Over 51% of the watershed is natural heritage features, including swamps, woodlands, tall grass prairies and open water. The quality of the water cycling through the watershed is monitored at 12 Provincial Water Quality Monitoring Network stations and 14 Provincial Groundwater Monitoring Network wells. Phosphorus, a prevalent nutrient found in the surface waters, has been detrimental to the aquatic systems within the watershed, as it is furthering the process of eutrophication in the lake. For the most part, groundwater samples have shown to be consistently below the Ontario Drinking Water Standards, Objectives and Guidelines. The condition of the fish and benthic communities living in the watercourses has also been a good indicator of water quality within the watershed. The Lake Simcoe watershed supports both cold- and warmwater fish species. Samples taken between 2005 and 2007 showed that out of 168 samples, 62 (or 37%) were impaired. Benthic sampling from 2004-2007 had results of 50 (or 38%) of the sites being impaired, indicating some of the aquatic systems appear to be under stress. Over 400,000 people live in the 4 regions/counties and 18 local municipalities/cities that are in the watershed. The Chippewas of Georgina Island, with a population over 300, are the only First Nations community within the watershed.

Wetlands, including swamps, bogs and marsh occupy approximately 13% of the Lake Simcoe watershed. They are scattered throughout the watershed, with the highest concentrations to the northeast and to the south of Lake Simcoe in Black, Holland, Pefferlaw, and Beaver subwatersheds. The watershed is noted for having one of the highest concentrations of large wetlands off the Canadian Shield, in southern Ontario.

Within the Lake Simcoe area there are 31 drinking water systems, serviced by 84 municipal wells and 7 surface water intakes. In the Lake Simcoe Watershed, groundwater is used for municipal water supply, agricultural use, industrial use, golf course irrigation and private water supplies. Groundwater is the primary source of potable water. With the exception of Sutton, Keswick, Alcona, Lagoon City and Beaver, which use surface water from Lake Simcoe; and Newmarket and Aurora, which rely on groundwater supplemented with surface water from Lake Ontario, all communities3 in the watershed depend on either private or municipal groundwater supplies.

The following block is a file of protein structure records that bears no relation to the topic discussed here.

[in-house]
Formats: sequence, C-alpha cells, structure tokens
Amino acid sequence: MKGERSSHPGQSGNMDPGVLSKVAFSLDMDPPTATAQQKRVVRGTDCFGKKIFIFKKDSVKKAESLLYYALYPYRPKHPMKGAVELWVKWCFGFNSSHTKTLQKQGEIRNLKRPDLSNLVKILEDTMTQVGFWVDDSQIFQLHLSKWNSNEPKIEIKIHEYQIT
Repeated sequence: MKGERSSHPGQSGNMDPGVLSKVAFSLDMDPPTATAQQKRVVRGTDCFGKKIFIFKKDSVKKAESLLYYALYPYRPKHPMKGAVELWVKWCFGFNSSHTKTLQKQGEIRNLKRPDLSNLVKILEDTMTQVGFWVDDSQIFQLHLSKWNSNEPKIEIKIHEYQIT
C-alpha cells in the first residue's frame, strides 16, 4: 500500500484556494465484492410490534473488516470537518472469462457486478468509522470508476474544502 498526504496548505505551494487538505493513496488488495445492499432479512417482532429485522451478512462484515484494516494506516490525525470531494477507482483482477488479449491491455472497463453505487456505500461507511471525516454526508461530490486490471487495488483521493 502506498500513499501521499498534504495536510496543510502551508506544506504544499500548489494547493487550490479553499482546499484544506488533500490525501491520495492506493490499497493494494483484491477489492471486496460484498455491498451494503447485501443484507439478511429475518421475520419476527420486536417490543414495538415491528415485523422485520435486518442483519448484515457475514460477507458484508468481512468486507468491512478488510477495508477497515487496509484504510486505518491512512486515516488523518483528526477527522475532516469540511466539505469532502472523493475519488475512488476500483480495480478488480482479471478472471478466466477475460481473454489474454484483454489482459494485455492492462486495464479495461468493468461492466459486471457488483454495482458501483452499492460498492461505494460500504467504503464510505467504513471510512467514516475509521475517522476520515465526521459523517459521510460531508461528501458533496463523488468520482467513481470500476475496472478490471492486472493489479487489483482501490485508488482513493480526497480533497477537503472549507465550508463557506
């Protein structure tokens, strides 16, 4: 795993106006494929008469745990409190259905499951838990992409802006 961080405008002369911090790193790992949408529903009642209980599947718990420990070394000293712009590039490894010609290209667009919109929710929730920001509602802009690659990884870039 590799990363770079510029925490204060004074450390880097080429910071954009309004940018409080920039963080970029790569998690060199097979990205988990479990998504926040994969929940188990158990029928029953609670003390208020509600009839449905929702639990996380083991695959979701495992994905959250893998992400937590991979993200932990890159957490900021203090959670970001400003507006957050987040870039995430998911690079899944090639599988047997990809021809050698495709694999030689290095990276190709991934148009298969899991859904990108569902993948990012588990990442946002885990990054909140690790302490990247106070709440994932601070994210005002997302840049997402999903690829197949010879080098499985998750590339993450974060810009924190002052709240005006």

Geographic Information

The Lake Simcoe watershed is located within six regional- scale physiographic regions. These regions are the Simcoe Lowlands, Simcoe Uplands, Peterborough drumlin field, Schomberg clay plain, Oak Ridges Moraine and the Carden Plain. The Oak Ridges Moraine (ORM) is a significant hydrogeologic feature located in the Lake Simcoe watershed. The ORM extends approximately 160 km eastward from Niagara Escarpment to Trenton forming four sediment wedges approximately 30-40 km long and up to 20 km wide.

The geology of the Lake Simcoe basin can generally be described as sedimentary bedrock units overlain by unconsolidated overburden materials that have been deposited and modified by glacial, fluvial and lacustrine processes.

Overall, 1,724 km2 of the Lake Simcoe watershed is classified as natural heritage features (NHF), or approximately 52% of the total area. The percentage of natural vegetative cover within each subwatershed varies from as low as 17% within the Barrie subwatershed, to 57% within the Hawkestone Creek subwatershed; Georgina Island has the highest coverage at 92%. Woodland cover percentage is lowest in the Beaver River subwatershed (8%) and highest on one of the Lake Simcoe Islands (Fox Island) with approximately 67%. Woodlands reduce the speed of overland water flow and erosion, increase evapotranspiration, intercept rainfall, and increase water infiltration to shallow groundwater areas.